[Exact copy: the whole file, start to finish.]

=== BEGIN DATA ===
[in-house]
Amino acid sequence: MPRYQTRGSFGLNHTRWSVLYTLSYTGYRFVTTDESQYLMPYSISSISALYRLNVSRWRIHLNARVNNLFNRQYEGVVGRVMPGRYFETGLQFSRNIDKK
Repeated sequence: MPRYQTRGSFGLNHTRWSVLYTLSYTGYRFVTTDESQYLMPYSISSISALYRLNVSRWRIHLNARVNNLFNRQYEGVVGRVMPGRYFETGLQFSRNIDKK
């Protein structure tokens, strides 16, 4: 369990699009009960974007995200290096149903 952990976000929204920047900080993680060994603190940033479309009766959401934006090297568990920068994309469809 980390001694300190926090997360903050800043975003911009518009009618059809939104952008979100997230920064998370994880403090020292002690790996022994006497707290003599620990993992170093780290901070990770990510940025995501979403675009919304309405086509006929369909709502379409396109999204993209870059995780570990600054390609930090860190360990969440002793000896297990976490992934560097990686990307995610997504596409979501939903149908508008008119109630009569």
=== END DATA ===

[in-house]
Amino acid sequence: MPRYQTRGSFGLNHTRWSVLYTLSYTGYRFVTTDESQYLMPYSISSISALYRLNVSRWRIHLNARVNNLFNRQYEGVVGRVMPGRYFETGLQFSRNIDKK
Repeated sequence: MPRYQTRGSFGLNHTRWSVLYTLSYTGYRFVTTDESQYLMPYSISSISALYRLNVSRWRIHLNARVNNLFNRQYEGVVGRVMPGRYFETGLQFSRNIDKK
């Protein structure tokens, strides 16, 4: 369990699009009960974007995200290096149903 952990976000929204920047900080993680060994603190940033479309009766959401934006090297568990920068994309469809 980390001694300190926090997360903050800043975003911009518009009618059809939104952008979100997230920064998370994880403090020292002690790996022994006497707290003599620990993992170093780290901070990770990510940025995501979403675009919304309405086509006929369909709502379409396109999204993209870059995780570990600054390609930090860190360990969440002793000896297990976490992934560097990686990307995610997504596409979501939903149908508008008119109630009569």